Studying immune cell activation allows scientists to understand the way the body mounts a response to a specific infection, autoimmune diseases, or cancer. This knowledge plays a direct role in developing more efficacious vaccines and therapies. When tasked with capturing information on immune cell activation, flow cytometry remains the gold standard due to its versatility,…

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The Rites of Passage: Subculturing Microorganisms

Anyone who has worked with microorganisms, be it bacteria or yeast, is familiar with subculturing – the act of transferring some cells from a previous culture to a fresh growth medium. You do it either to reset the growth phase of your culture or to increase the biomass for downstream experiments. But there’s more to…

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The art of generating single cell clones

Making mutations in mammalian cell lines is becoming much easier, especially with advanced molecular engineering techniques such as CRISPR/Cas9, among others. However, after making a mutation, do you know if all of the cells contain the same mutation with the same expression profiles, and are therefore homogenous? If you have 100% transfection efficiency using a…

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Breaking the Wall: How to Make Protoplasts

Non-mammalian cells, including bacteria, fungi, and plant cells, have a cell wall that maintains the shape of the cell. These cell walls are particularly strong, due to their composition as they contain polymers that create a rigid sphere around the vulnerable cytoplasm contained inside the plasma membrane. In bacteria, the cell wall includes several layers…

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“Viable But Non-Culturable (VBNC)”: Zombies of the Bacterial World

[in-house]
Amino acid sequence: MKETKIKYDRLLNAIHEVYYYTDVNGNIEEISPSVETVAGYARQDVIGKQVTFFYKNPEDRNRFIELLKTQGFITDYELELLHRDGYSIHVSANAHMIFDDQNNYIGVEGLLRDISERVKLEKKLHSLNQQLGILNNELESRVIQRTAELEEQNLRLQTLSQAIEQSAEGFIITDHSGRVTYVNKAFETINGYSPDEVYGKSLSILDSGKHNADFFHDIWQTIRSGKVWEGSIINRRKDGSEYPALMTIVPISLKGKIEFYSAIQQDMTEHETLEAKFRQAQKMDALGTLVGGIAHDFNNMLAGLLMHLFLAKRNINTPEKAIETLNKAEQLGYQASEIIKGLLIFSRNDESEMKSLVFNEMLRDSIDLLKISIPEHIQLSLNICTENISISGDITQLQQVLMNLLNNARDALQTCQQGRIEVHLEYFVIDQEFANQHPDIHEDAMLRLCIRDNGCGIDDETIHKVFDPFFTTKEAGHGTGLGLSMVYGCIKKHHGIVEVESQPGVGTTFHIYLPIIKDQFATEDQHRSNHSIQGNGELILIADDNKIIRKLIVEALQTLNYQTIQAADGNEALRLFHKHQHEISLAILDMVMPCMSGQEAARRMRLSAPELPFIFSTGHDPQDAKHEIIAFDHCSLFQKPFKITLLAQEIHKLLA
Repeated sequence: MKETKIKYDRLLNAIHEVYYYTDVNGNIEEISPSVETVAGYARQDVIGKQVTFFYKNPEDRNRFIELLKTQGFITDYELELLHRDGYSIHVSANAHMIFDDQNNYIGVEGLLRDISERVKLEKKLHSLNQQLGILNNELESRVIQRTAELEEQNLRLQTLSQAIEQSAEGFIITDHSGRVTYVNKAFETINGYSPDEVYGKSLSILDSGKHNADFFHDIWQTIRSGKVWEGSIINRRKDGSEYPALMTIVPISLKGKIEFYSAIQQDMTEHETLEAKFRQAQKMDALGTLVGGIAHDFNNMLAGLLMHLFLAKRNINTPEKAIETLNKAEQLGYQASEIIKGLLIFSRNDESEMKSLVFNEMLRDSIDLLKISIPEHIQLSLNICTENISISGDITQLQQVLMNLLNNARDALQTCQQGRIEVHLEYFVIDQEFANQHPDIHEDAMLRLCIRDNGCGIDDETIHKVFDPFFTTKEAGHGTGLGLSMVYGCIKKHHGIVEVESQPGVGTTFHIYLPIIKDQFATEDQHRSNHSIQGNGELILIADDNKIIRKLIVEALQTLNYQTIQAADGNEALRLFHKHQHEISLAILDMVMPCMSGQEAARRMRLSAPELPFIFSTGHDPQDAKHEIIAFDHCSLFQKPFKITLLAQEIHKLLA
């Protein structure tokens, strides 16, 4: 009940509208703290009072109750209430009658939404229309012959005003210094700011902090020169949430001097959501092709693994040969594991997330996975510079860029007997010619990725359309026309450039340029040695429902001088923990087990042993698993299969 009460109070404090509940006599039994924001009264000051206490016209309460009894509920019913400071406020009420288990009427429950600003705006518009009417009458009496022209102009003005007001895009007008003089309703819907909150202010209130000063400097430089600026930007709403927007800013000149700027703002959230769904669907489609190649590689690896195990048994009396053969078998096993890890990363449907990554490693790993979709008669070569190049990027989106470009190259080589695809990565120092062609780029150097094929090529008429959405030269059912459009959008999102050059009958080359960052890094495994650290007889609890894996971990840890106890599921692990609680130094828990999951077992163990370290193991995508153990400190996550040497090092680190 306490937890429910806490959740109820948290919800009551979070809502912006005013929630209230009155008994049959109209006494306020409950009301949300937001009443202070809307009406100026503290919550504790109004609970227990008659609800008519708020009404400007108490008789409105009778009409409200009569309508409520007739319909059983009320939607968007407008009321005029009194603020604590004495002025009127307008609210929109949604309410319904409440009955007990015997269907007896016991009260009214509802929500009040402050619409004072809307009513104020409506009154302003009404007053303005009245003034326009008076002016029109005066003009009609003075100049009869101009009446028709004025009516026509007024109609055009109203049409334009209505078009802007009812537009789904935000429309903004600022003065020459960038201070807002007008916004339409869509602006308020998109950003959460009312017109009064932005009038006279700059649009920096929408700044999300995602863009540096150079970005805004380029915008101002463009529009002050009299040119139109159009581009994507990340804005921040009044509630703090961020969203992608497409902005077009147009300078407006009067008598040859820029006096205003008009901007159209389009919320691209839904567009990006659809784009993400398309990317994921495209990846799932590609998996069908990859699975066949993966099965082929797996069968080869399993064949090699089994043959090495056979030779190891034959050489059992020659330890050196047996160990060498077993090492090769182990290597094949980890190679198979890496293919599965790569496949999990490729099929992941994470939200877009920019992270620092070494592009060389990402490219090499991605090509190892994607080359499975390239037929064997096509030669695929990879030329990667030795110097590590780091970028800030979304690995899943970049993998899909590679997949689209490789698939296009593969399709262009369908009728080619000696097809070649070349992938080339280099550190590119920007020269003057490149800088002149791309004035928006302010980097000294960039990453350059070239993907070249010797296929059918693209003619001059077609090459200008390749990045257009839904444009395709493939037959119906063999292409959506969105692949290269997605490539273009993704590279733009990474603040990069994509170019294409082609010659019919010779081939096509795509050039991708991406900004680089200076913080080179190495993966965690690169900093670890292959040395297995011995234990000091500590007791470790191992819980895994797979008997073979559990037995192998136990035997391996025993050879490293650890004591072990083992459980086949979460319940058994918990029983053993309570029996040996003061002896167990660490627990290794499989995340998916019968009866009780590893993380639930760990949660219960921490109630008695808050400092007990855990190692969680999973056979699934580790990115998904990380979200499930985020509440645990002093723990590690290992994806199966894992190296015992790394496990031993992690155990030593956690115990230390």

Imagine that you want to test the efficiency of an antimicrobial treatment in inhibiting a certain bacterial pathogen. As part of the experiment, you expose the bacteria to the treatment and monitor the cultivability of the microorganism by counting the number of colony forming units (CFU) formed on culture media. If the microorganism is sensitive…

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The Correct Way To Quantify Cellular Autophagy

Just like you need to clean up your room from time to time, your cells also need to do a bit of housekeeping.  Your cells accomplish this through a process called autophagy.  Autophagy mainly serves two roles.  The first is to remove damaging materials, such as misfolded proteins, dysfunctional organelles, and foreign invaders.  The second…

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How to Grow Corn in a Greenhouse

Because of the ease of performing controlled crosses, maize (or corn (Zea mays)), has been a staple of plant genetics research for decades. Barbara McClintock herself chose maize as her research organism for her Nobel Prize winning work. If you are looking to get involved but aren’t sure how to get good yields in the…